BBC views China’s Xinjiang governance via bizarre lens

By Zhang Yi Source:Global Times Published: 2018/8/23 21:43:40

An article run by the Chinese edition of the BBC claims that the ban on face-coverings in a certain number of countries across Europe serves as an excuse for the Chinese government to justify its "repressive" policies on the Xinjiang Uyghur Autonomous Region.

The article went further by listing the European countries that have banned some extreme religious veils and robes. Although extreme conservative costume does not directly lead to extremism, the spread of extremism is undeniably associated with the trend that some religious costumes are turning extreme conservative. This is exactly where the worries of mainstream European society stem from. While the article should have been about finding a solution to the spread of extremism on European soil, it took a U-turn by pointing its finger at China.

This BBC article is the epitome of the Western mind-set toward China. Now the West seems to be indulged in a vicious circle: It deems whatever China says or does as wrong and denounces China in every possible way.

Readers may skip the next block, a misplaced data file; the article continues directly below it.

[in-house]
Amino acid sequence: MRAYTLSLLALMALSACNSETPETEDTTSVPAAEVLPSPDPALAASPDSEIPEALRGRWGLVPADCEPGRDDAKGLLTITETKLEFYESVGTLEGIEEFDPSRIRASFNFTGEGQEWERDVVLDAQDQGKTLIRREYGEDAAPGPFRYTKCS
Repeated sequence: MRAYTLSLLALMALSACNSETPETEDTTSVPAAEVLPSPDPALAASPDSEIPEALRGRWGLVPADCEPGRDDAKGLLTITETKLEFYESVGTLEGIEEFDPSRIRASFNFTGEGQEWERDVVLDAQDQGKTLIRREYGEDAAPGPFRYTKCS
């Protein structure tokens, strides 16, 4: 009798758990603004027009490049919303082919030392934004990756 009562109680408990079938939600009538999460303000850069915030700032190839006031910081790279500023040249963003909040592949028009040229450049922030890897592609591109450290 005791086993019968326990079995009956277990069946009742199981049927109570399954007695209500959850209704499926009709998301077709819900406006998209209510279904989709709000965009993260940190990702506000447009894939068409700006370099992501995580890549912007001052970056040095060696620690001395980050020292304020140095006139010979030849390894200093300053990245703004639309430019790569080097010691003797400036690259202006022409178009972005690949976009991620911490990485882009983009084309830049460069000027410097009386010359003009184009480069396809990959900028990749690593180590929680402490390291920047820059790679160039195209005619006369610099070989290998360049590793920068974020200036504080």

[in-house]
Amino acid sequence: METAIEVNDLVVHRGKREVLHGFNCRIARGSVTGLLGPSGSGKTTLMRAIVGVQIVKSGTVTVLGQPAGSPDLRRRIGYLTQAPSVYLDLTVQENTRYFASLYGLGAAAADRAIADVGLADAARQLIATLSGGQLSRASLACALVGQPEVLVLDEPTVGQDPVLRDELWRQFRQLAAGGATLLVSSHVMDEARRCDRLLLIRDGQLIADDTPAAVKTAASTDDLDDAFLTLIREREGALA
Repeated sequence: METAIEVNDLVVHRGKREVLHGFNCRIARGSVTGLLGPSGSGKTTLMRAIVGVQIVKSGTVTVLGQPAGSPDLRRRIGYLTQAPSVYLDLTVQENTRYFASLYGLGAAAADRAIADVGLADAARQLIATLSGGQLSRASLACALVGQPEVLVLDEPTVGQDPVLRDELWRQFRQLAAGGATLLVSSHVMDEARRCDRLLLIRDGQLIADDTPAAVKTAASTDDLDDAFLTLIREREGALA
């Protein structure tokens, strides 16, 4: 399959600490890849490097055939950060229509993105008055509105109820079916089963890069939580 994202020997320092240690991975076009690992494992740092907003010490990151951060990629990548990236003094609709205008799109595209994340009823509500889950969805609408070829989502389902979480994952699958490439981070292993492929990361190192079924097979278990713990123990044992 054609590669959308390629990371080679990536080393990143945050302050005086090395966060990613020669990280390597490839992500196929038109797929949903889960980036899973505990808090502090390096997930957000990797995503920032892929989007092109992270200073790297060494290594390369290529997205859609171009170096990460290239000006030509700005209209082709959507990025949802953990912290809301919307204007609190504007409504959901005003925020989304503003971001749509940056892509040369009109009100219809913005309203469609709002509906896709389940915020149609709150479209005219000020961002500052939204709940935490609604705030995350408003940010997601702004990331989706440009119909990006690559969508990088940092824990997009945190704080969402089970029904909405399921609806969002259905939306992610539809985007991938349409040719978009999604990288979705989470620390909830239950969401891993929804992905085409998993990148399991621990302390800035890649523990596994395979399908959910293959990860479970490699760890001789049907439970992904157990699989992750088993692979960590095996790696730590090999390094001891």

While the Western media hails freedom of speech, it also leaves ample room for biased reporting. When analyzing Chinese policies, Western media do not look at the background and try to understand the logic behind Chinese governance. Rather, they let partiality and an outdated mentality dominate their reporting.

In terms of China's Xinjiang policies, social stability and cohesion of the region are the top priorities of the central government. The peace and stability that Xinjiang and its people are now enjoying should be attributed to regulations of high intensity, and this is a phase that this northwestern region has to go through before normal governance can be enacted.

As for Europe which is grappling with terrorism and extremism resulting from an influx of immigrants, the Western media should help find a way to stem the spread of extreme religious ideas instead of bothering about whether it can serve as China's "excuse" for its own policies.

The China-through-a-Western-lens is an incomplete, one-sided and defective approach. Western media see a quite different China from the real China. Such an image of China may exist in the Western media sphere for a long time, as the West needs it to cling to its sense of superiority. Sadly, such unwarranted pride will prevent the West from understanding the real China.



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